Shooting Cast Bullets in Polygonal Barrels




* Below are two opinions on shooting cast bullets in Polygonal barrels (e.g. Glock, HK, etc.). One is from a cast bullet maker, the other from a leading ammo company.


Shooting Cast Bullets in Glocks - by Bob Palermo, President of Penn Bullets

(http://www.pennbullets.com/ReloadingTips/ReloadingTips.htm)

I get a good number of inquires about lead bullets being used in Glocks so I’m going to express my thoughts on the subject. The most common thing heard about Glocks, as well as H&Ks and Kahrs for that matter, is that you should not use cast bullets in these guns due to the polygonal rifling used in these guns. It is said that such rifling causes dangerous pressure spikes in such guns and the result is a dangerous KB (kaboom) destroying the gun and injuring the shooter. This is due in part to the fact that the polygonal rifling impresses the rifling into the bullet rather than engraving the rifling thru the bullet as with conventional lands and grooves. Couple this with any fouling and the over pressure problem becomes even more acute. So my first piece of advice is to NOT DO IT. And I’m not going to be held liable should you not heed that advice and venture forth on your own.

Now having said that, I can tell you that many people load cast bullets in guns like the Glocks and they have shot tens of thousands of bullets thru them with no problems If one were to go to the Glock Forum and the Reload section there are many threads about this very subject. The important thing in making this work is know what you are doing before you start:

(1) Only use quality cast bullets in the intended application.
(2) Get the bullets sized to nominal dimensions rather than the standard .001" diameter that most cast bullets are done at.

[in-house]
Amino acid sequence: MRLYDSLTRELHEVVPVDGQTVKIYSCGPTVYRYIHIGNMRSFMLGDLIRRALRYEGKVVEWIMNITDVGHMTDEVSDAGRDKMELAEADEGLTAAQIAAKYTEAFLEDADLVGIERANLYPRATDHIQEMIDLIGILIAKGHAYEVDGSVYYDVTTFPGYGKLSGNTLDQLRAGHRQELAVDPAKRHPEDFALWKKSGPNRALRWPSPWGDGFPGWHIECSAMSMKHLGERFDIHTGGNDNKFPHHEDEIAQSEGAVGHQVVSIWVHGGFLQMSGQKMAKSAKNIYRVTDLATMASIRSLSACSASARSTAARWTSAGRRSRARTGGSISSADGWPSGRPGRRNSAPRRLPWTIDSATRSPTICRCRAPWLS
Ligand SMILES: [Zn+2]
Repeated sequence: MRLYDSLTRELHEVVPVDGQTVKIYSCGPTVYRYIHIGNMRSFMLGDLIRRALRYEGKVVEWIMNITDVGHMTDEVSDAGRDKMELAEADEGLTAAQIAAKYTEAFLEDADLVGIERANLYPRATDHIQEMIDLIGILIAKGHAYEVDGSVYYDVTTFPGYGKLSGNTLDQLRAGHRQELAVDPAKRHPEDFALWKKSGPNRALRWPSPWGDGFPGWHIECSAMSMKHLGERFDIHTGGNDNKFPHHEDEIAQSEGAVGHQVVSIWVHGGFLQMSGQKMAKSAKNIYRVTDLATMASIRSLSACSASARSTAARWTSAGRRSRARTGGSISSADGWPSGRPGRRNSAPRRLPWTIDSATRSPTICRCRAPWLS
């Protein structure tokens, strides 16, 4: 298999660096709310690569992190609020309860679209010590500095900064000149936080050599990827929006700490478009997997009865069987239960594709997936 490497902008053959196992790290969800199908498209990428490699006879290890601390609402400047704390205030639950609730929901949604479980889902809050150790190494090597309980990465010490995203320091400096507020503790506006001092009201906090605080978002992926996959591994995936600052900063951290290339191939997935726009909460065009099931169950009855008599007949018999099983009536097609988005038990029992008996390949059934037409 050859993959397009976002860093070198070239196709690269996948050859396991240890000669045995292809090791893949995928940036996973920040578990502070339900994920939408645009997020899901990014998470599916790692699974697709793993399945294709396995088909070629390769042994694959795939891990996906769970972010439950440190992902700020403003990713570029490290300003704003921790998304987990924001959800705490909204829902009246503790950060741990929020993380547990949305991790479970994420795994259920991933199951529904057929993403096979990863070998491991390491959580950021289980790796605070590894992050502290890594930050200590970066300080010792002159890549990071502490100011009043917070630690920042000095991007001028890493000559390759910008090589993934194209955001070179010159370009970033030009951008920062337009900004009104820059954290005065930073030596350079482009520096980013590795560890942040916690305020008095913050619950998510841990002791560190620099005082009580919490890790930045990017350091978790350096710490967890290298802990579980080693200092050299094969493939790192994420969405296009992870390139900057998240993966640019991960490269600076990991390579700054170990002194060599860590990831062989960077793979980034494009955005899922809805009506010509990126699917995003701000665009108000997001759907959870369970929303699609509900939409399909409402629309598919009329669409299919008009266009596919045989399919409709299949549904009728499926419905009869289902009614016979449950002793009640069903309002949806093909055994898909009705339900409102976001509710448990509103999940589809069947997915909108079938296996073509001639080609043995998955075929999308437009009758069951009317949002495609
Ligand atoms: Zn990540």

(3) Use clean, cooler, slower powders for the application and work the loads up from there.
(4) The gun needs to be clean of any copper or moly fouling.

The gun needs to be checked after the first 5 rounds fired for any signs of fouling from the bullet load combo you are running. If the load is clean then proceed to fire another 5-10 rounds and then check for any signs of fouling along the way. If the load exhibits any signs of excessive fouling then you have to stop, rework the load, clean the gun and start over. Eventually you should be able to work out a load that will permit you to run about 100 - 150 rounds between cleaning. The .40 S&W is the worst culprit due to the fact that the pressure curve is a very peaky one to begin with and the chamber is unsupported in the Glock barrels. HS-6 has served me well in this application.

If all this seems like too much effort then you can always get an after market barrel with conventional rifling and not worry about it. There are a number of quality after market barrel makers that will fulfill this need should you chose to go in that direction.

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Shooting cast bullets in polygonal barrels, by Tim Sundles, President of Buffalo Bore Ammo

(http://www.buffalobore.com/index.php?l=product_list&c=59)

True hard cast bullets (as opposed to lead swaged bullets) that are properly lubed will not lead foul polygonal barrels any more than any other type of rifled barrel. Ever since Glock Corporation warned to not use lead bullets in their pistols with polygonal barrels, a myth that hard cast bullets will lead foul polygonal barrels has become wide spread in some parts of the firearms world. However, the myth is untrue. Hard cast bullets are not "lead" bullets.

Pure lead or nearly pure lead bullets have a tendency to foul any barrel, not just polygonal barrels. Years ago, when several Glock pistols experienced cracked barrels because of fouling build up from shooting pure lead bullets, Glock issued a warning not to shoot lead bullets in their polygonal barrels. From that warning, the myth that you should not shoot hard cast bullets in polygonal barrels was born.

Provided you use real hard cast bullets with good lube, you can shoot them all you like in polygonal barrels without causing lead fouling deposits at the front of your chamber or anywhere else in the barrel. If you are concerned about lead fouling from hard cast bullets, all you have to do is to clean your barrel after firing hard cast bullets and before firing any jacketed bullets. However, in my experience, quality hard cast bullets won't foul a Glock polygonal barrel or any other type of barrel but lead bullets normally will.





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